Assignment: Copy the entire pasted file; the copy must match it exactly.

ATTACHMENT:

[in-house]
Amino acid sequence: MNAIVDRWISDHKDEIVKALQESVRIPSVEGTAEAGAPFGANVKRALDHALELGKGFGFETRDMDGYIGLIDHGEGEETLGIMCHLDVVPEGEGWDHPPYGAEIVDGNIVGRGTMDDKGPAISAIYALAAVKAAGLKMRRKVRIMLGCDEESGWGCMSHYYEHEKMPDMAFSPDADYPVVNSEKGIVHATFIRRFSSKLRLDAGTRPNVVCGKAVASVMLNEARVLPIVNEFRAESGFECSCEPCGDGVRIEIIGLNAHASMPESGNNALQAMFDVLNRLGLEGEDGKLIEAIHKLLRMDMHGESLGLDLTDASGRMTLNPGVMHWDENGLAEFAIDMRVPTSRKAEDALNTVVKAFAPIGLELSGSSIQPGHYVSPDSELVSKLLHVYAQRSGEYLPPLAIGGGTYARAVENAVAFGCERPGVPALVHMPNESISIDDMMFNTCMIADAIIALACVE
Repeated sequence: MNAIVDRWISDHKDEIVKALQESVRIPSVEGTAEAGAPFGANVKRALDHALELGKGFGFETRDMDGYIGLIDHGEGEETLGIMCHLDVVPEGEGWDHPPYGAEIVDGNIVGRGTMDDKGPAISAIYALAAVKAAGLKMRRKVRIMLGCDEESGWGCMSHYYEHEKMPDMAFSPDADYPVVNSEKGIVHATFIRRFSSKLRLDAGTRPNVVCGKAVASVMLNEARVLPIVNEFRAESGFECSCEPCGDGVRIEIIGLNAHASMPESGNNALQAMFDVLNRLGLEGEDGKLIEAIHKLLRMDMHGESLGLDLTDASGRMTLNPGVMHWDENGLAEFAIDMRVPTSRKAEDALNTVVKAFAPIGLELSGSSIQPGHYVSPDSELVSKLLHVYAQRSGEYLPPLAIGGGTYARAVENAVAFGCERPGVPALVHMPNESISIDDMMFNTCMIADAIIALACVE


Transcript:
[in-house]
Amino acid sequence: MNAIVDRWISDHKDEIVKALQESVRIPSVEGTAEAGAPFGANVKRALDHALELGKGFGFETRDMDGYIGLIDHGEGEETLGIMCHLDVVPEGEGWDHPPYGAEIVDGNIVGRGTMDDKGPAISAIYALAAVKAAGLKMRRKVRIMLGCDEESGWGCMSHYYEHEKMPDMAFSPDADYPVVNSEKGIVHATFIRRFSSKLRLDAGTRPNVVCGKAVASVMLNEARVLPIVNEFRAESGFECSCEPCGDGVRIEIIGLNAHASMPESGNNALQAMFDVLNRLGLEGEDGKLIEAIHKLLRMDMHGESLGLDLTDASGRMTLNPGVMHWDENGLAEFAIDMRVPTSRKAEDALNTVVKAFAPIGLELSGSSIQPGHYVSPDSELVSKLLHVYAQRSGEYLPPLAIGGGTYARAVENAVAFGCERPGVPALVHMPNESISIDDMMFNTCMIADAIIALACVE
Repeated sequence: MNAIVDRWISDHKDEIVKALQESVRIPSVEGTAEAGAPFGANVKRALDHALELGKGFGFETRDMDGYIGLIDHGEGEETLGIMCHLDVVPEGEGWDHPPYGAEIVDGNIVGRGTMDDKGPAISAIYALAAVKAAGLKMRRKVRIMLGCDEESGWGCMSHYYEHEKMPDMAFSPDADYPVVNSEKGIVHATFIRRFSSKLRLDAGTRPNVVCGKAVASVMLNEARVLPIVNEFRAESGFECSCEPCGDGVRIEIIGLNAHASMPESGNNALQAMFDVLNRLGLEGEDGKLIEAIHKLLRMDMHGESLGLDLTDASGRMTLNPGVMHWDENGLAEFAIDMRVPTSRKAEDALNTVVKAFAPIGLELSGSSIQPGHYVSPDSELVSKLLHVYAQRSGEYLPPLAIGGGTYARAVENAVAFGCERPGVPALVHMPNESISIDDMMFNTCMIADAIIALACVE